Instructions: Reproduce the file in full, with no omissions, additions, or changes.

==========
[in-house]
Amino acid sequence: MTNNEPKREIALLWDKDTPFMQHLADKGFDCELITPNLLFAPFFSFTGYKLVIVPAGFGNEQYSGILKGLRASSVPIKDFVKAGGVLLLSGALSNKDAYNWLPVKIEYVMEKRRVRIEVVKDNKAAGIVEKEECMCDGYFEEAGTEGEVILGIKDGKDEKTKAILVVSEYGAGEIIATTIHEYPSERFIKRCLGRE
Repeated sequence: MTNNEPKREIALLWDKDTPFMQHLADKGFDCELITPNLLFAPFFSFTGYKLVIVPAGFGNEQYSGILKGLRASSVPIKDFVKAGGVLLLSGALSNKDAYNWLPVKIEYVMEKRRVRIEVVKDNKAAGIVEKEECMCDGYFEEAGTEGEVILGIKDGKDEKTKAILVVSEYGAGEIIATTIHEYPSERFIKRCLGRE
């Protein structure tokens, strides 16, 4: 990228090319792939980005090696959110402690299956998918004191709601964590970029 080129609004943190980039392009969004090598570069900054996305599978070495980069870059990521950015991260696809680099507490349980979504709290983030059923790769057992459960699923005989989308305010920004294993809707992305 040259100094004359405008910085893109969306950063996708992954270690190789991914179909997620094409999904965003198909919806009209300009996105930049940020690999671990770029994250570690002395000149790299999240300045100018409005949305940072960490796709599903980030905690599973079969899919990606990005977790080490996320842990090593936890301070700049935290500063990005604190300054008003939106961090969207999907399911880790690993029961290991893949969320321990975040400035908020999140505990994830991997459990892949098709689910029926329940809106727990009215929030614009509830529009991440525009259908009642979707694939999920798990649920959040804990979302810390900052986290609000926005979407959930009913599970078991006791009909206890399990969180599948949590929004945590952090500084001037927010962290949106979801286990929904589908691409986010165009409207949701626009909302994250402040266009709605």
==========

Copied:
[in-house]
Amino acid sequence: MTNNEPKREIALLWDKDTPFMQHLADKGFDCELITPNLLFAPFFSFTGYKLVIVPAGFGNEQYSGILKGLRASSVPIKDFVKAGGVLLLSGALSNKDAYNWLPVKIEYVMEKRRVRIEVVKDNKAAGIVEKEECMCDGYFEEAGTEGEVILGIKDGKDEKTKAILVVSEYGAGEIIATTIHEYPSERFIKRCLGRE
Repeated sequence: MTNNEPKREIALLWDKDTPFMQHLADKGFDCELITPNLLFAPFFSFTGYKLVIVPAGFGNEQYSGILKGLRASSVPIKDFVKAGGVLLLSGALSNKDAYNWLPVKIEYVMEKRRVRIEVVKDNKAAGIVEKEECMCDGYFEEAGTEGEVILGIKDGKDEKTKAILVVSEYGAGEIIATTIHEYPSERFIKRCLGRE
């Protein structure tokens, strides 16, 4: 990228090319792939980005090696959110402690299956998918004191709601964590970029 080129609004943190980039392009969004090598570069900054996305599978070495980069870059990521950015991260696809680099507490349980979504709290983030059923790769057992459960699923005989989308305010920004294993809707992305 040259100094004359405008910085893109969306950063996708992954270690190789991914179909997620094409999904965003198909919806009209300009996105930049940020690999671990770029994250570690002395000149790299999240300045100018409005949305940072960490796709599903980030905690599973079969899919990606990005977790080490996320842990090593936890301070700049935290500063990005604190300054008003939106961090969207999907399911880790690993029961290991893949969320321990975040400035908020999140505990994830991997459990892949098709689910029926329940809106727990009215929030614009509830529009991440525009259908009642979707694939999920798990649920959040804990979302810390900052986290609000926005979407959930009913599970078991006791009909206890399990969180599948949590929004945590952090500084001037927010962290949106979801286990929904589908691409986010165009409207949701626009909302994250402040266009709605």